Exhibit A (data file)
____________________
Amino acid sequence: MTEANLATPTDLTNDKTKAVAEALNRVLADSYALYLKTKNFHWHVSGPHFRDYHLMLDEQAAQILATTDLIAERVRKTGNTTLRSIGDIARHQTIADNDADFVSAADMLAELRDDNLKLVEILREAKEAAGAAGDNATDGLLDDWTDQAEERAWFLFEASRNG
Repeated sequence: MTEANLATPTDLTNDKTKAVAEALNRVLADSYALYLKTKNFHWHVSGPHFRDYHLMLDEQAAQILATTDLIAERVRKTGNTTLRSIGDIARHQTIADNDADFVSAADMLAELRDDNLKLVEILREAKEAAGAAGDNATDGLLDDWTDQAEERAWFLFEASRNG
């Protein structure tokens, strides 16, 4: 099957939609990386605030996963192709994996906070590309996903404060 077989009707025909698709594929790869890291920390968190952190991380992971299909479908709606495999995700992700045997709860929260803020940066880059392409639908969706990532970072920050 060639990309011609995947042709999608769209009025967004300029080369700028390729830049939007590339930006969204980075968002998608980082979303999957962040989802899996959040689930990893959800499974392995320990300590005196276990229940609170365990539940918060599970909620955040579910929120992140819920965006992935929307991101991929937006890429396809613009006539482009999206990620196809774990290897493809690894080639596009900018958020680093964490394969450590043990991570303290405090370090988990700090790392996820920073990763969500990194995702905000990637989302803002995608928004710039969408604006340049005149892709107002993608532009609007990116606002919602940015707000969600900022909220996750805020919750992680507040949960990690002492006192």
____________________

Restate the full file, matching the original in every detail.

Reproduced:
Amino acid sequence: MTEANLATPTDLTNDKTKAVAEALNRVLADSYALYLKTKNFHWHVSGPHFRDYHLMLDEQAAQILATTDLIAERVRKTGNTTLRSIGDIARHQTIADNDADFVSAADMLAELRDDNLKLVEILREAKEAAGAAGDNATDGLLDDWTDQAEERAWFLFEASRNG
Repeated sequence: MTEANLATPTDLTNDKTKAVAEALNRVLADSYALYLKTKNFHWHVSGPHFRDYHLMLDEQAAQILATTDLIAERVRKTGNTTLRSIGDIARHQTIADNDADFVSAADMLAELRDDNLKLVEILREAKEAAGAAGDNATDGLLDDWTDQAEERAWFLFEASRNG
């Protein structure tokens, strides 16, 4: 099957939609990386605030996963192709994996906070590309996903404060 077989009707025909698709594929790869890291920390968190952190991380992971299909479908709606495999995700992700045997709860929260803020940066880059392409639908969706990532970072920050 060639990309011609995947042709999608769209009025967004300029080369700028390729830049939007590339930006969204980075968002998608980082979303999957962040989802899996959040689930990893959800499974392995320990300590005196276990229940609170365990539940918060599970909620955040579910929120992140819920965006992935929307991101991929937006890429396809613009006539482009999206990620196809774990290897493809690894080639596009900018958020680093964490394969450590043990991570303290405090370090988990700090790392996820920073990763969500990194995702905000990637989302803002995608928004710039969408604006340049005149892709107002993608532009609007990116606002919602940015707000969600900022909220996750805020919750992680507040949960990690002492006192």